I am currently writer in residence at HIAP – Helsinki International Artist Programme, on the Finnish island of Suomenlinna, working on a project called Frontiers in Retreat.
Frontiers in Retreat is an art and ecology project I have been involved in for the last four years. A series of exhibitions, titled Edge Effects, has just begun and showcases some of the work produced by the 25 artists and 8 curatorial partners in the project:
June-September, Edge Effects at Skaftfell, Iceland; June-August, Edge Effects at Mustarinda, Finland; July, Edge Effects organised by Scottish Sculpture Workshop in Glasgow; July-September, Edge Effects in Aizpute, Latvia, and opening soon online in July: Edge Effects, Farrera, Spain which includes my work, FORD and my interview series with some of the artists. More Edge Effects exhibitions opening later in the year in Zagreb and Seoul.
HIAP has just produced the beautiful booklet above, designed by NODE in Berlin, and edited by Salla Lahtinen and Jenni Nurmenniemi. You can download a free copy here
The booklet summarises the work of the Frontiers in Retreat artists and partners and is also available at the Edge Effects exhibition venues. It features the photograph below of my installed text work, MEANDA, from the Exoplanet Lot exhibition organised by Maison des Arts Georges Pompidou, Cajarc, last year.
Open call for expressions of interest from writers, artists, and others interested in participating in a workshop exploring the vocabulary of ecology, and taking place Sat 8-Sun 9 July 2017. Deadline for expressions of interest: 31 May.
The workshop will set words off on irreverent adventures and explore subversive approaches to lexicons, dictionaries, taxonomies, and glossaries. We will be developing discursive, de-definitions of terms such as nonhuman, entanglement, symbiosis, boundary, interface, mess, remote, dust, toxicity. Other terms for de-definition will emerge during the workshop.
Workshop Leader: Tracey Warr is a writer who has worked with installed text and published books and essays on contemporary art.
Workshop Contributors: Jenni Nurmenniemi, curator at HIAP – Helsinki International Artists Programme, Finland; Jussi Parikka, new media theorist; Antti Salminen, philosopher, poet, fiction writer and literary critic.
Selected texts from the workshop will be included in a book to be published in 2018.
There will be a maximum of 12 participants in the workshop. You must be able to participate fully on both days (10am-6pm). Please email your expression of interest consisting of a one paragraph biography and another paragraph on why you are interested in participating to: firstname.lastname@example.org and email@example.com by 31 May.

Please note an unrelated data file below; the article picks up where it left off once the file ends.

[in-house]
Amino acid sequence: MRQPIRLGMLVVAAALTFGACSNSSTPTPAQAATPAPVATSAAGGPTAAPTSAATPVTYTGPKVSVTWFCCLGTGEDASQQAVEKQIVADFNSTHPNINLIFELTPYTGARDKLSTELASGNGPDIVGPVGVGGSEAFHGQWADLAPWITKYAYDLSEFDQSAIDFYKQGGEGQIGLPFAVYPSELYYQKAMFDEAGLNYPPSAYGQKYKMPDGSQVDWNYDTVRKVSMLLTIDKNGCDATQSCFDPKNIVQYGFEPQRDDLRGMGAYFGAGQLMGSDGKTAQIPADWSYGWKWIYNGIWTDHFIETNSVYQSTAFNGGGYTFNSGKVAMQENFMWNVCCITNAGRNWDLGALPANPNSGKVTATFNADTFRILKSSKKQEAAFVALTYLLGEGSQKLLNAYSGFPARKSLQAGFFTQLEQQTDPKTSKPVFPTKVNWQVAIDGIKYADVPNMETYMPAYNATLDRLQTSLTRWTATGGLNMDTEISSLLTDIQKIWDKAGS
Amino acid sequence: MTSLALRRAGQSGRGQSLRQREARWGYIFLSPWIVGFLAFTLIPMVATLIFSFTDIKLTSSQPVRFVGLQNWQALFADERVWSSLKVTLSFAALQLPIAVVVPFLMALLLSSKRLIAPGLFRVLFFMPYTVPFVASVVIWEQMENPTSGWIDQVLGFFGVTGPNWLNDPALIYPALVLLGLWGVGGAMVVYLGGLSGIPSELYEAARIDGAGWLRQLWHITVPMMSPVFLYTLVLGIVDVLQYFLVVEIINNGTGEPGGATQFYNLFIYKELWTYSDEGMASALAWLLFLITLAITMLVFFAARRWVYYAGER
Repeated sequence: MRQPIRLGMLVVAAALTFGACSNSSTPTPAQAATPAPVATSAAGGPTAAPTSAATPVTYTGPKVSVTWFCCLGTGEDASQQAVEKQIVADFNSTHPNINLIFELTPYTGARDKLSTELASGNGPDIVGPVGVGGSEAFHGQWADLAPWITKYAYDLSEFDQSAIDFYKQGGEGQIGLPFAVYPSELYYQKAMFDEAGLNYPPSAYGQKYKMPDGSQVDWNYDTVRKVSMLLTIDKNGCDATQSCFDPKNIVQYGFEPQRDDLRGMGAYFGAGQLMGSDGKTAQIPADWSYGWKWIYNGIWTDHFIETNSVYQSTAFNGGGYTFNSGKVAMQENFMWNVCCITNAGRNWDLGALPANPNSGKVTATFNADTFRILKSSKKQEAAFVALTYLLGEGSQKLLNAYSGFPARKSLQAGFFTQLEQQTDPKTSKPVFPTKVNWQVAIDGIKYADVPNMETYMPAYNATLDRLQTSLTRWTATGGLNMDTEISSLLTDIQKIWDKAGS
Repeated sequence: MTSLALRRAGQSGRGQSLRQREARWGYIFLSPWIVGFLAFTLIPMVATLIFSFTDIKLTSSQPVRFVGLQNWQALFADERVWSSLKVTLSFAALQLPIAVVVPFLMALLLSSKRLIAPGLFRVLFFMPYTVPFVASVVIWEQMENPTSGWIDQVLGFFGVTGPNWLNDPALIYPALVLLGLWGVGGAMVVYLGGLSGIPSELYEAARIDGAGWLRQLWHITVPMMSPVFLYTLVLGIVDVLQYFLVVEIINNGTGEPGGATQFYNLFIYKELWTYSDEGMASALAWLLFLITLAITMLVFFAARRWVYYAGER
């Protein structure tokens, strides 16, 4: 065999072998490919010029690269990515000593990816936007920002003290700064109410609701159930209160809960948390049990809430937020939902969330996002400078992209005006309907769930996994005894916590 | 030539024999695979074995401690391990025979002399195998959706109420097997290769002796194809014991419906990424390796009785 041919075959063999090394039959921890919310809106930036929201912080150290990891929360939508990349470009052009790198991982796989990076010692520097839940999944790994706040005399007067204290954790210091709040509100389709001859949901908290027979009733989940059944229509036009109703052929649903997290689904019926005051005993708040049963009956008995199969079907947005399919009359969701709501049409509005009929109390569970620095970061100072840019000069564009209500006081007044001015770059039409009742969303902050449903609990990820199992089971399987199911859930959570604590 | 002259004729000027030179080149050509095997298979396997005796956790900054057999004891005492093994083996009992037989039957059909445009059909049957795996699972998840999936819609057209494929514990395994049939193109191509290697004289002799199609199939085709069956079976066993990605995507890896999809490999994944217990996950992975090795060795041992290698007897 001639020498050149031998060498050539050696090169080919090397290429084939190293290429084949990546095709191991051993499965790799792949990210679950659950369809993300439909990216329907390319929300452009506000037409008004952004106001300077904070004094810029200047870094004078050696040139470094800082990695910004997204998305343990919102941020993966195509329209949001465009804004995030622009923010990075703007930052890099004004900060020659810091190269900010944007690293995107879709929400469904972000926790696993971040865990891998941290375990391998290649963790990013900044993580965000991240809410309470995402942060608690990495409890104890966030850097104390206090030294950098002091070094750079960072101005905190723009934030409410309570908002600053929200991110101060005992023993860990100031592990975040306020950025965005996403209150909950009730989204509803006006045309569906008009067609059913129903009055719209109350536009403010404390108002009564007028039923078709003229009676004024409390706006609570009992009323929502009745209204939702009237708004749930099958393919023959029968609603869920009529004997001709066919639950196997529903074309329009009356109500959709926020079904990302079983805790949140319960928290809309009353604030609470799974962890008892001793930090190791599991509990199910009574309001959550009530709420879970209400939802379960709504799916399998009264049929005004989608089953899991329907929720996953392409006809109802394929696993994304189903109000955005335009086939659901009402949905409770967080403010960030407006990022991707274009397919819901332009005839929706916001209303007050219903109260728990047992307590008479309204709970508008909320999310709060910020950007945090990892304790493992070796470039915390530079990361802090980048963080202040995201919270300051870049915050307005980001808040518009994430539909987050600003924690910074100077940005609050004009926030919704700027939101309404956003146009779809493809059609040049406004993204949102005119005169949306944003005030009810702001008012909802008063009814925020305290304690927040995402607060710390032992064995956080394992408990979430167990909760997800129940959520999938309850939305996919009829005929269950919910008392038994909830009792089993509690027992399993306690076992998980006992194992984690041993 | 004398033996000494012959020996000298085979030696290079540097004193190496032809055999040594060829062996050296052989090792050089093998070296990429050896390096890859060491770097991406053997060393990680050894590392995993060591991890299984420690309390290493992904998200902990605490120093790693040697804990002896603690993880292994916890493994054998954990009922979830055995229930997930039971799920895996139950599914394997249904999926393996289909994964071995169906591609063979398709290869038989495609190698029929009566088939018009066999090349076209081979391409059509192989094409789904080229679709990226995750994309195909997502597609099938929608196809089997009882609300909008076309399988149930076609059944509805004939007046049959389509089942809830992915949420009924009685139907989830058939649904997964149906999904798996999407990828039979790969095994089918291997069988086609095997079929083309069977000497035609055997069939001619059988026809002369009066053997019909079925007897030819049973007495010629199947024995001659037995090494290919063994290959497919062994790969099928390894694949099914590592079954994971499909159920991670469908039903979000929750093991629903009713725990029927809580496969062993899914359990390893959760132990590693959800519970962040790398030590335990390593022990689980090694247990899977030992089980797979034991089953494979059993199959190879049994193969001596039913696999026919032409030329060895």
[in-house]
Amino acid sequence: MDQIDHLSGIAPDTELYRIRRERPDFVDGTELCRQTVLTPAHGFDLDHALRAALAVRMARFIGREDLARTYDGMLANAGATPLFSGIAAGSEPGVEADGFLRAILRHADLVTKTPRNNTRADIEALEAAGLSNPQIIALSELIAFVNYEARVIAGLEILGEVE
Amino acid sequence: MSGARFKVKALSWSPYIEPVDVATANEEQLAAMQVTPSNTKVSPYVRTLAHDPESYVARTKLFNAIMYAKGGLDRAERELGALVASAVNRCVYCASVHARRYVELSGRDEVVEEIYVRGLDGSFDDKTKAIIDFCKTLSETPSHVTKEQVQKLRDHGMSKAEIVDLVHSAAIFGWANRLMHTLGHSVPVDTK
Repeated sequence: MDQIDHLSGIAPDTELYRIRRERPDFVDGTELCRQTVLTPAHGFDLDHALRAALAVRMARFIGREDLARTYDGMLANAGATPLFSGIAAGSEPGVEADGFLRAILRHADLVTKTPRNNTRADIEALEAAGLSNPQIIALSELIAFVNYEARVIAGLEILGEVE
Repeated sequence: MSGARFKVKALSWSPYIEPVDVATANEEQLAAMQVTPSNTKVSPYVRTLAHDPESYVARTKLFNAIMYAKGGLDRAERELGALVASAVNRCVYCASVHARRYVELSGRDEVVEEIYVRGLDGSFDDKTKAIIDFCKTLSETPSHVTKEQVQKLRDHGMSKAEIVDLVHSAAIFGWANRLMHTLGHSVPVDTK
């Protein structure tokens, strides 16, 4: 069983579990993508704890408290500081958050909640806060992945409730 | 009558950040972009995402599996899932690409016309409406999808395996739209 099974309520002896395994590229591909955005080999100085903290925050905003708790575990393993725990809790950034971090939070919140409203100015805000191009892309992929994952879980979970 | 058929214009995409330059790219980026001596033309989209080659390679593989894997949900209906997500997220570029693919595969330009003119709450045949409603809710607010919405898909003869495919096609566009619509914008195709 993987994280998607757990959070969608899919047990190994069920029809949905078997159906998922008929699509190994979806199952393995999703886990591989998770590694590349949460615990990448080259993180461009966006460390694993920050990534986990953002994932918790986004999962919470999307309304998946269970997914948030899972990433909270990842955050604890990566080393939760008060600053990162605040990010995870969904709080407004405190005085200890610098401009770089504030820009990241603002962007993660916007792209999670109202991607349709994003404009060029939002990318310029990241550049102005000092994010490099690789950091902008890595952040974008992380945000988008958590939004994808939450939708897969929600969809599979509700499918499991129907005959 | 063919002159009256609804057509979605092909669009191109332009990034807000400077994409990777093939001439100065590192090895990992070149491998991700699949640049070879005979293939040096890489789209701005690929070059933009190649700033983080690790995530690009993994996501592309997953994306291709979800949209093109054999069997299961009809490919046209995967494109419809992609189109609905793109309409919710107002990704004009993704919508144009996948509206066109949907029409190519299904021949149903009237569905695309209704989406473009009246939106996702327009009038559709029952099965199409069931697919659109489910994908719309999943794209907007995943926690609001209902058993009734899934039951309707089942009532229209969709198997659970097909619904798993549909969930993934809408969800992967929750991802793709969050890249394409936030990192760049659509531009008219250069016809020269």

The workshop will take place at HIAP on Suomenlinna Island, 15 minutes by ferry from Helsinki. The workshop is free. Lunch on both days and dinner on the first day will be provided by HIAP. The accommodation and travel costs to/from Helsinki are at participants’ own cost. HIAP can support the travel costs of 1–2 workshop participants from outside of Helsinki (within Finland), please e-mail firstname.lastname@example.org for more information.
‘The only plagues of London are the immoderate drinking of fools and the frequency of fires’ wrote William Fitz Stephen in his account of the city in the 12th century.
On a recent trip to Cambridge, Massachusetts I came across a little book called Norman London in a second-hand bookshop. The book contained Fitz Stephen’s account of London written sometime before 1183, together with an essay by Frank Stenton and map research on 12th century London by Marjorie B. Honeybourne. The book was a silvermine for my research as a historical novelist and it is ironic that I travelled to a second-hand bookshop in Massachusetts (the wonderful Raven Books) to find it.
Last year my novel, Conquest: Daughter of the Last King, was published by Impress Books. It is the first in the trilogy charting the life of Nest ferch Rhys who was a potent symbol in the struggles between the Normans and the Welsh. The second book in the trilogy, Conquest: The Drowned Court, will be published this autumn. Nest was one of the many mistresses of the Norman king Henry I and parts of the novels are set in London.
The complicated business of the great 12th century city was conducted by the aldermen of London in the Husting which met in the Guildhall every Monday. Husting is a Scandinavian word and it is likely that this city institution had its origin during the Scandinavian occupation of London in the time of King Alfred. The Husting was the court of civil business hearing pleas on debts, land disputes, land gifts, regulating foreign merchants, controlling weights and measures.